Books and Basketball was born from the simple idea that young, urban black men need role models that they can relate to, and connect with.
Byron Young, Taz Ahmed, and Arnaud Ndihokubwayo were actively involved in mentorhip programs in Minneapolis. They found that the students involved in the programs lacked access to mentors that looked like them. Often, the program directors would pull them aside and request for "more men of color that the students could relate to." Proper steps to address this need had to be taken.
In 2015, Byron and Taz came up with the concept of inviting young black men from the community to join them in basketball runs. They could build relationships and showcase positive men of color while playing the sport they love. From there, the two built a life lessons curriculum based on Hill Harper's book, Letters to a Young Brother.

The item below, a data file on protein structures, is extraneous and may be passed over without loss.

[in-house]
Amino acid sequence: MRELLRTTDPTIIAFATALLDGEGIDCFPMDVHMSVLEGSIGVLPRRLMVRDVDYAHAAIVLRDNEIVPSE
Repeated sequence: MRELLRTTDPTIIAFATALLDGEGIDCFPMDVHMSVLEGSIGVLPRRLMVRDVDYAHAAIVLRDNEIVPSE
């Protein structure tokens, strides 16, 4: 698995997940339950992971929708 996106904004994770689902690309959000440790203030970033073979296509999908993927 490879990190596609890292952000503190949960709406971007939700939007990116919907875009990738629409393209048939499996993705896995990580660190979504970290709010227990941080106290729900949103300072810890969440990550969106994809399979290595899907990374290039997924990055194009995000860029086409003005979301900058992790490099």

Arnaud Ndihokubwayo enlisted the help of his brother Bertrand Ndihokubwayo to identify mentors for the program. They tapped into their network of black men who were leaders within organizations such as Target, General Mills, and UnitedHealth Group. Additionally, they visited various middle schools and high schools in search for mentees. In June 2015, Books and Basketball was launched.
In 2016, Books and Basketball was granted the opportunity to partner with Big Brother Big Sisters Twin Cities. This partnership proved to be mutually beneficial to both organizations and a perfect match. Provided with the infrastructure they needed, and additional young boys needing membership, Books and Basketball quickly grew.